These are definitely new ideas for management and I found the video very interesting. Please click on the link to watch the short video.
Communication plays a major role in separating the outstanding managers from the mediocre managers. Most managers are aware of the need for both verbal and written communication in the workplace. But there are many other forms of communication. Have you ever noticed that sometimes when you read an e-mail it has a “tone” that makes you can feel offended, hurt, and/or insulted? Or have you ever spoke with someone on the phone and felt that they were being rude? These examples show that there is much more involved in communication that speaking and writing words. The best way to ensure that your point is being understood is to have a face to face conversation and to be attentive to how the receiver is reacting to what they are hearing. Body language is a big part of communication and helps us convey our message when communicating.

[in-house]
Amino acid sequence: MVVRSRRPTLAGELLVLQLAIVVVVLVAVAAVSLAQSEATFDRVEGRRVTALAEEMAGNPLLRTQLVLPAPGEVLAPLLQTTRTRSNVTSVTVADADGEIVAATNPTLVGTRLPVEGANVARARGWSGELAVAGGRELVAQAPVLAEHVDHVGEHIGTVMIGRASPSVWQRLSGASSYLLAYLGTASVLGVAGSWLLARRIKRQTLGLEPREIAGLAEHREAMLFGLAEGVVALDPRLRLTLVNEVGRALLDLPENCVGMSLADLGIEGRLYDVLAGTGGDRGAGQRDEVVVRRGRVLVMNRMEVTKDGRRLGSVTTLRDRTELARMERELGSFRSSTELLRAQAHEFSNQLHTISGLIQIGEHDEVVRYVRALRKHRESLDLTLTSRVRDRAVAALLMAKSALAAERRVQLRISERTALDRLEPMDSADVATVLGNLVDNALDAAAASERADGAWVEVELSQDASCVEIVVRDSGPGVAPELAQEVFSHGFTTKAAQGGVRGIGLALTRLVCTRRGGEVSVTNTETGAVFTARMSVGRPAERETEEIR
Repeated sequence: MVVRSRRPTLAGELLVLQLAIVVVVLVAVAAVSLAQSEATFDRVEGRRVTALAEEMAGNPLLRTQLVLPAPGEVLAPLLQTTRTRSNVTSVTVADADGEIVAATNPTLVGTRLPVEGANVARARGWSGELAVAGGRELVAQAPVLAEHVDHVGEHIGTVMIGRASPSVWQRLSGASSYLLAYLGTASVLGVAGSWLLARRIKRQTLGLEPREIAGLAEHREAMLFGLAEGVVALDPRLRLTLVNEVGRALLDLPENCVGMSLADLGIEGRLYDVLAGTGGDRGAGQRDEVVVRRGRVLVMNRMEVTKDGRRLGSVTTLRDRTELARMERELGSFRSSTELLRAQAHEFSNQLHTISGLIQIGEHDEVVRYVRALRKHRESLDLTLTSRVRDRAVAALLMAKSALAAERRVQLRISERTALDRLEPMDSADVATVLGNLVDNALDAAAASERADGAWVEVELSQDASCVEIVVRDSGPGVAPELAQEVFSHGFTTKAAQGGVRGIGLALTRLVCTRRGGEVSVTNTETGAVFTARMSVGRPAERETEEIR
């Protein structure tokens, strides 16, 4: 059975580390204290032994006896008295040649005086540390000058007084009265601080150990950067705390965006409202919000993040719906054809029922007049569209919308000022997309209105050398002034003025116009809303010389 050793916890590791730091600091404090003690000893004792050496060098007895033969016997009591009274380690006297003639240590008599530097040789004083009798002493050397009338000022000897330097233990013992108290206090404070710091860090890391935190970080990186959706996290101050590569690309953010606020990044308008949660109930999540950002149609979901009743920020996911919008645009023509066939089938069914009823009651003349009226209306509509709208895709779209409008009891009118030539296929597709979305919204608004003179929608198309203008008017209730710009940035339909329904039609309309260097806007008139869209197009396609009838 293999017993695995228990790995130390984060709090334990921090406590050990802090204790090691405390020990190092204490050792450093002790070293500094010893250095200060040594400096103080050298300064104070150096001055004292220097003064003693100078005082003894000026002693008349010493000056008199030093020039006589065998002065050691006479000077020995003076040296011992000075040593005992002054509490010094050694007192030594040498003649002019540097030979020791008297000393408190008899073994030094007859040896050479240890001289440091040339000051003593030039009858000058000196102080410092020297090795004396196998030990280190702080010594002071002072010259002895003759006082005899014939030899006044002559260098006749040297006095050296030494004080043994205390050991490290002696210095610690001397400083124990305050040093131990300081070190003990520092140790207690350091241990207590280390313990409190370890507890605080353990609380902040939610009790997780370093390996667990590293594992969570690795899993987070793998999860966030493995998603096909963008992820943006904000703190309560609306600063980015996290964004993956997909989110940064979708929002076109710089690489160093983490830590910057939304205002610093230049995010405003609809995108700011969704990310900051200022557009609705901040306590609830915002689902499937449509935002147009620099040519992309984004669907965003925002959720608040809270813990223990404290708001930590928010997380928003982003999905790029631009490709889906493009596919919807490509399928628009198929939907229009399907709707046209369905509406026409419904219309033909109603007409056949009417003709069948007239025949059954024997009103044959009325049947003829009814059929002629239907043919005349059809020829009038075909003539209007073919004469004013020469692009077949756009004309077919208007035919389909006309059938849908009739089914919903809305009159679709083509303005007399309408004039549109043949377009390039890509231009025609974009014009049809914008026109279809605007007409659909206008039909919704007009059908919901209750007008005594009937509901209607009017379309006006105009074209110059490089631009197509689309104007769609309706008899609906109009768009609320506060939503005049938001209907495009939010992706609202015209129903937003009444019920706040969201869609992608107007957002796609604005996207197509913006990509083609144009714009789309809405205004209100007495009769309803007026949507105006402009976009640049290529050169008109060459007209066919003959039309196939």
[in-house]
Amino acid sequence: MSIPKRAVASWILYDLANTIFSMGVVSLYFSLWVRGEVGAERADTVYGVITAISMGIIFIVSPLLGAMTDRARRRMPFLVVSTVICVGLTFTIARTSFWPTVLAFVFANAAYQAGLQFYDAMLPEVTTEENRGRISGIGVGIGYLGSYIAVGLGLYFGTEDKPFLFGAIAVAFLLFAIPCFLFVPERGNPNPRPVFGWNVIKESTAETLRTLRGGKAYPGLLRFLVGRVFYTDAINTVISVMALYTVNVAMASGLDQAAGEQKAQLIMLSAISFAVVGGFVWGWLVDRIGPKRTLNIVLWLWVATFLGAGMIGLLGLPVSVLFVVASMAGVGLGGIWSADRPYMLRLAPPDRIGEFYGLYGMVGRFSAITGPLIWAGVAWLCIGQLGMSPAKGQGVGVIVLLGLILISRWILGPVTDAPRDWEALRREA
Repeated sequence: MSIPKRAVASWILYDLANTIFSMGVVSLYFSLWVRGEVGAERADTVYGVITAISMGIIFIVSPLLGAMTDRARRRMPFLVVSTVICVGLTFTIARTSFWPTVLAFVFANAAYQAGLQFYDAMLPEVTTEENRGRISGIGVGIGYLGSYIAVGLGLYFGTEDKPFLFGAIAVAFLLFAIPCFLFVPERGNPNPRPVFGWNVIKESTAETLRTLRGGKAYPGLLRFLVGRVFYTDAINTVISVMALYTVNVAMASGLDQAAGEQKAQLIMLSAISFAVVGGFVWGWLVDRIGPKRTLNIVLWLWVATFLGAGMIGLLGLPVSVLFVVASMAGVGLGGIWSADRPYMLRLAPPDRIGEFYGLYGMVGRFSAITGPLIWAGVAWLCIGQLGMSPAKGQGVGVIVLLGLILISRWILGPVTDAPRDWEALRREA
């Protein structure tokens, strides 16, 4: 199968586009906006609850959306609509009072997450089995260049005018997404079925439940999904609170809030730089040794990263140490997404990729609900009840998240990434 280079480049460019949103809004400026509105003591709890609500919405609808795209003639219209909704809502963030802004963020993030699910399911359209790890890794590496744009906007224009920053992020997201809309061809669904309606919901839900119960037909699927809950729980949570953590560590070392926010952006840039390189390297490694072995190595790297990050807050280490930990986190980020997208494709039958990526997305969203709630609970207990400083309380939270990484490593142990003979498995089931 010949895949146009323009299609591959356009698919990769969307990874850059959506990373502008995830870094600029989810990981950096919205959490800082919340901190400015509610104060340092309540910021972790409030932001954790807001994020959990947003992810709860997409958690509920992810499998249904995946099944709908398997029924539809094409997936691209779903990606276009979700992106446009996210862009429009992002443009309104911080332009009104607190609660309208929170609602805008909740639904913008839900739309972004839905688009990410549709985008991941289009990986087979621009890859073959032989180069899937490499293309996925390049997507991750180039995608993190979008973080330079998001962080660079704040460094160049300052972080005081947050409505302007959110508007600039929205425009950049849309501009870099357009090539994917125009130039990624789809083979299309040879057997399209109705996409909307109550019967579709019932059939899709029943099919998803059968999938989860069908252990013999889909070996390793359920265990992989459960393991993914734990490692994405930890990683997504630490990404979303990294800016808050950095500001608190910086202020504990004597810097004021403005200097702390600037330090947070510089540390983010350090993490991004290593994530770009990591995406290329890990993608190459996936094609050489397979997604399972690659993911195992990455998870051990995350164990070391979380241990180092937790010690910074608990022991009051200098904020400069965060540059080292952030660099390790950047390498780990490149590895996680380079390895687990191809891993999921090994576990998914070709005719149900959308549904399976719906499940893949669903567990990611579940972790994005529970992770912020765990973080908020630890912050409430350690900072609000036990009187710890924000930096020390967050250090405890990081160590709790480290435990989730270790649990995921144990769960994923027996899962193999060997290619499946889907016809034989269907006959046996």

I just read an article titled, Advanced Communication Skills by Sean McPheat, where he explains that humans actually use all five of their senses which include: sight, sound, smell, touch and taste when communicating. An example, of sight communication would be a red office door. Although the manager has told their staff that they have an open door policy, the red door could send a silent contradictory message. This is because red is usually associated with stop and could cause employees to not visit the manager if they do not have an appointment. Managers need to be aware of all the different forms of communication and make sure that they are not sending unintentional signals. Also leaders should use as many different forms of communication as possible to ensure understanding. For example, if a manager has just advised their staff of a new process and then notices that one of their staff members is slightly frowning, this could be a sign that they do not understand or that they do not agree. Manager need to be able to recognize and interpret these warning signals and give further explanation for the change.